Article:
by Matt Wilkes

Reds season ends with a whimper in 5-0 loss to Braves

Just like that, the Reds’ postseason run is over. Another dominant starting pitching performance was marred by putrid offense, as the Reds fell 5-0 to the Braves on Thursday.

In the latest playoff disappointment, they were swept in two games by the Braves despite allowing only six runs in 20.1 innings. The blame lies squarely on the shoulders of the offense, which set a playoff record by going 22 straight innings without scoring a run. The Reds are the first team in playoff history to be eliminated without scoring a run in a series with multiple games.

The Pitching

You can’t say enough about the pitching performance in this series. Against one of the best offenses in baseball, the staff struck out 35 and gave up only six runs, 15 hits, and five walks in 20.1 innings.

Luis Castillo did everything he could to keep the Reds in the game in his postseason debut, surrendering only one run and six hits in 5.1 innings. He struck out seven, and his only walk was an intentional one to Freddie Freeman.

Castillo was brilliant early, allowing only three singles through the game’s first four innings. But with no run support (again), he could only hold off the Braves for so long. With a runner on first and two outs, Ronald Acuna Jr. lined an RBI double to the left-center field gap on a 3-2 to count to score the game’s first run. Acuna went 3-for-3 against Castillo, while the rest of the Atlanta lineup went 3-for-19.

Lucas Sims showed his former team what they’re missing with 1.2 innings of dominance in relief of Castillo. He struck out four of the five batters he faced, including striking out the side in the seventh inning with pinpoint command.

Sims got a called strike or whiff on five of his seven fastballs and four whiffs on the five sliders the Braves swung at.

The final blow was dealt to Raisel Iglesias in the eighth inning, as he allowed a pair of two-run home runs to Marcell Ozuna and Adam Duvall. Iglesias was lights out to end the season and dominated yesterday, but he just didn’t have his best command today.

Michael Lorenzen came on after the home run to Duvall, working around a single and hit batter with two strikeouts.

The Hitting

No, this isn’t a copy and paste of yesterday’s recap. But it sure feels like it.

Hitting was once again an exercise in futility for the Reds. Braves rookie Ian Anderson shut down the Cincinnati bats, which managed only two singles and two walks in six innings. The beat marched on against the Atlanta bullpen, as the Reds couldn’t even get on base over the final four innings.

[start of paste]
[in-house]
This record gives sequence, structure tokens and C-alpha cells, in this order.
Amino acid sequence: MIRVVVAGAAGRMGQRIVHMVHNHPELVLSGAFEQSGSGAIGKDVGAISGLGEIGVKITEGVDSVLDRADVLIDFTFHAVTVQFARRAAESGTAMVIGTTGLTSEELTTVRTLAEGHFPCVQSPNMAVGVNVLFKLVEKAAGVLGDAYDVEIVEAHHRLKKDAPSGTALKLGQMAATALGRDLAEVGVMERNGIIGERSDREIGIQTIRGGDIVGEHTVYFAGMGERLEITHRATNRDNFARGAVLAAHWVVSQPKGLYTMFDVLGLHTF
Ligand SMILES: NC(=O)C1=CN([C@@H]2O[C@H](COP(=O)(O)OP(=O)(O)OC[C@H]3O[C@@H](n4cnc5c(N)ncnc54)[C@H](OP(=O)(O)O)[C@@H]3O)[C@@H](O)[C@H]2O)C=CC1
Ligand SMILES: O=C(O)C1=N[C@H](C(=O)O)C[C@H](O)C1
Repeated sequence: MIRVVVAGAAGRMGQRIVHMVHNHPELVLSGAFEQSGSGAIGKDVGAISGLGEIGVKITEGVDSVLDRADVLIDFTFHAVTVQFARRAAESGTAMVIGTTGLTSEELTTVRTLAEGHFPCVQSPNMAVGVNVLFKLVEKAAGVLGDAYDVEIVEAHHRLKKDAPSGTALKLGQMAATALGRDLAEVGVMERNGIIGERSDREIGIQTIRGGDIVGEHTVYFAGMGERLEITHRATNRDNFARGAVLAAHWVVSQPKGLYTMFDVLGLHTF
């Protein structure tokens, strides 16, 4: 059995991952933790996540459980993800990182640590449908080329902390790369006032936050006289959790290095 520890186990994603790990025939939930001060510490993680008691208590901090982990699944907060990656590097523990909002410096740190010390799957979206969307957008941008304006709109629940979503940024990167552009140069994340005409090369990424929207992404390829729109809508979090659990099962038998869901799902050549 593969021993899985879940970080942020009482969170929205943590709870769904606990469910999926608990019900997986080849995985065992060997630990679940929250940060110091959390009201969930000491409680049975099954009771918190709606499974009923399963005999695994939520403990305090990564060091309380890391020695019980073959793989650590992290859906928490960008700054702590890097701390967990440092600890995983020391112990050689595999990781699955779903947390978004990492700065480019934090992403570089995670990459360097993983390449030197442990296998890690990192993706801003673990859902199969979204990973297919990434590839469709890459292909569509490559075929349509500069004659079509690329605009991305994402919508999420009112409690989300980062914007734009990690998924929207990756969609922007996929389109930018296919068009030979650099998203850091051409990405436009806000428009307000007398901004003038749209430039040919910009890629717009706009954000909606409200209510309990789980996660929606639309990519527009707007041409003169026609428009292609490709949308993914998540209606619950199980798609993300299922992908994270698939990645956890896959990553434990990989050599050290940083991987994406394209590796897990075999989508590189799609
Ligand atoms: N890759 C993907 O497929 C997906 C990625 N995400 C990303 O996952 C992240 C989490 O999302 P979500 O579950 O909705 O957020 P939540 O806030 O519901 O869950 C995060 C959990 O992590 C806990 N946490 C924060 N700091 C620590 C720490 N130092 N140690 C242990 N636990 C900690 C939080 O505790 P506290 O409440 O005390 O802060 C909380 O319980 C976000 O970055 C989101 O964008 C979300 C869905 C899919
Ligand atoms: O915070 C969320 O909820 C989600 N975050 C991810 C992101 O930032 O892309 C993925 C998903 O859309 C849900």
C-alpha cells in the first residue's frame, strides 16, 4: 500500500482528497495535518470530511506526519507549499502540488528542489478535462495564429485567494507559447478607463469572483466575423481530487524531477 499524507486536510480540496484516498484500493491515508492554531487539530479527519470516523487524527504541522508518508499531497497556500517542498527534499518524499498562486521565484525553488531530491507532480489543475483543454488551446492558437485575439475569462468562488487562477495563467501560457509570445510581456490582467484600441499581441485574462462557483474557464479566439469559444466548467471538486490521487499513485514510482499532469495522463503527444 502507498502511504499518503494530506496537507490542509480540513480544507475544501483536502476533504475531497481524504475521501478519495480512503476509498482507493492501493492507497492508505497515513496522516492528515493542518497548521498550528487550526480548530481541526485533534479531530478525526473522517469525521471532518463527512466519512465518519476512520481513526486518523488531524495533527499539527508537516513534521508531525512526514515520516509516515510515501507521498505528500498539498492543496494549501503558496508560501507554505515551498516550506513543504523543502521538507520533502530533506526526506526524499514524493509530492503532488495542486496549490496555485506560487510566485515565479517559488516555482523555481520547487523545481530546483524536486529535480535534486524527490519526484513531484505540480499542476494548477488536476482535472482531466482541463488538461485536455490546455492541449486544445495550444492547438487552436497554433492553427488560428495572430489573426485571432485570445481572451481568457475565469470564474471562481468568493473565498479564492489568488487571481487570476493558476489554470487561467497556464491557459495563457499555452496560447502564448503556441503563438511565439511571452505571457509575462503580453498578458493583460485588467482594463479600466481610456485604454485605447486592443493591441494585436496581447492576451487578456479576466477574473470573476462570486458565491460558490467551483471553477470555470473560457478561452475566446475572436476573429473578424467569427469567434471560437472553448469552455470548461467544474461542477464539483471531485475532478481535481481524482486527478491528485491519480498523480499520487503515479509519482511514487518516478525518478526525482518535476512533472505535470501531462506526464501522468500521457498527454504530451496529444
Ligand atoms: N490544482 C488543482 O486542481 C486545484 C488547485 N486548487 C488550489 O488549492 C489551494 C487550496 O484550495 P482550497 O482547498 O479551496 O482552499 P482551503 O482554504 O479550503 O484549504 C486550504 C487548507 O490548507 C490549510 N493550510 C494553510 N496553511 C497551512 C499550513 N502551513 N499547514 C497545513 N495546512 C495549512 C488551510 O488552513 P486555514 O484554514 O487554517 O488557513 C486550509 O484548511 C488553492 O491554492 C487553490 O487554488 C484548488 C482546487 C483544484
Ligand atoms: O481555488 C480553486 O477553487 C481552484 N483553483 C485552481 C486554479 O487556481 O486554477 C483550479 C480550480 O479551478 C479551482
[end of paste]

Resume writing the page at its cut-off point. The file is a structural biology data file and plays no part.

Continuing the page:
The Reds’ only legitimate threat came in the second inning when they loaded the bases with two outs. And — deja vu — they couldn’t score. Eugenio Suarez singled to leadoff the inning, Mike Moustakas grounded into a fielder’s choice, and Jesse Winker walked. After Nick Senzel flew out to center field, Freddy Galvis drew a walk to load the bases. But Tucker Barnhart swung at two balls out of the strike zone to go down 0-2 and ultimately grounded out to end the inning.

After the second inning, the Reds didn’t even get a baserunner to second. They had no baserunners after a Freddy Galvis single in the fifth inning, as the final 14 batters were retired. Cincinnati managed only five hard-hit balls on the day.

Not much else to say on this one. It was just a pitiful offensive performance akin to the miserable stretches the Reds had throughout the regular season.

Hardest-Hit Balls

  • Eugenio Suarez: 101.0 mph | Lineout in 9th inning
  • Mike Moustakas: 100.5 mph | Fielder’s choice in 2nd inning
  • Joey Votto: 99.6 mph | Lineout in 6th inning

Highest Velocities By Pitcher

  • Raisel Iglesias: 98.8 mph
  • Luis Castillo: 98.7 mph
  • Michael Lorenzen: 97.9 mph
  • Lucas Sims: 95.8 mph

Unluckiest Out of the Day

  • Nick Senzel: 62% hit probability | Lineout in 5th inning

Expected Batting Averages

  • Reds: .156
  • Braves: .245

What’s Next?

Now, we wait for what is hopefully a full, normal season in 2021. We’ll see the Reds back on the field on Feb. 27 for their first spring training game against the Indians, and they’ll return to Great American Ball Park on April 1 against the Cardinals.

Stay tuned to RC+ in the coming weeks as we unpack what we saw in 2020 and what’s to come in the offseason.

Matt got hooked on Reds baseball after attending his first game in Cinergy Field at 6 years old, and he hasn’t looked back. As a kid, he was often found imitating his favorite players — Ken Griffey Jr., Adam Dunn, Sean Casey, and Austin Kearns — in the backyard. When he finally went inside, he was leading the Reds to 162-0 seasons in MVP Baseball 2005 or keeping stats for whatever game was on TV. He started writing about baseball in 2014 and has become fascinated by analytics and all the new data in the game. Matt is also a graduate of The Ohio State University and currently lives in Columbus. Follow him on Twitter at @_MattWilkes.

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4 months ago

Just wanted to say that you all the writers here put out some great material. Better luck next year.

4 months ago

Thank you once again to all the writers here for making this unique season more enjoyable than it would be otherwise. And thank you Matt for writing up this one, not such a pleasant task.

4 months ago
Reply to  pinson343

Yes, thanks to all of the writers. RC+ provides insights and information that enhances my experience as a fan.

4 months ago

It will be interesting to see what the front office has in store for us in the off season.